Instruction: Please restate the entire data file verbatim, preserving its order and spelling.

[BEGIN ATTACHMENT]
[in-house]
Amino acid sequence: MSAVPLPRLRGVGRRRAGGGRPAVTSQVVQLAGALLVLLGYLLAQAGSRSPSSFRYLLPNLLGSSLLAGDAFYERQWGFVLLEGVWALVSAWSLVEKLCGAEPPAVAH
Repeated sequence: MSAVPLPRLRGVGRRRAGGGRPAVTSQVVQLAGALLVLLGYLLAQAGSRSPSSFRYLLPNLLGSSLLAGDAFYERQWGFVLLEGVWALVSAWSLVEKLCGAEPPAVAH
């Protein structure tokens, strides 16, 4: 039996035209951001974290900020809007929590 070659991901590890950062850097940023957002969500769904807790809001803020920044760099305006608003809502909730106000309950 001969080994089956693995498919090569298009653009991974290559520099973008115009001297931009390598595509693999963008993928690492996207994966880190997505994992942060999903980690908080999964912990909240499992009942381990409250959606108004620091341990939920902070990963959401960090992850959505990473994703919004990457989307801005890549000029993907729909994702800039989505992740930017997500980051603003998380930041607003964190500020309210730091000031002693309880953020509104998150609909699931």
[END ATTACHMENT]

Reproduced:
[in-house]
Amino acid sequence: MSAVPLPRLRGVGRRRAGGGRPAVTSQVVQLAGALLVLLGYLLAQAGSRSPSSFRYLLPNLLGSSLLAGDAFYERQWGFVLLEGVWALVSAWSLVEKLCGAEPPAVAH
Repeated sequence: MSAVPLPRLRGVGRRRAGGGRPAVTSQVVQLAGALLVLLGYLLAQAGSRSPSSFRYLLPNLLGSSLLAGDAFYERQWGFVLLEGVWALVSAWSLVEKLCGAEPPAVAH
């Protein structure tokens, strides 16, 4: 039996035209951001974290900020809007929590 070659991901590890950062850097940023957002969500769904807790809001803020920044760099305006608003809502909730106000309950 001969080994089956693995498919090569298009653009991974290559520099973008115009001297931009390598595509693999963008993928690492996207994966880190997505994992942060999903980690908080999964912990909240499992009942381990409250959606108004620091341990939920902070990963959401960090992850959505990473994703919004990457989307801005890549000029993907729909994702800039989505992740930017997500980051603003998380930041607003964190500020309210730091000031002693309880953020509104998150609909699931």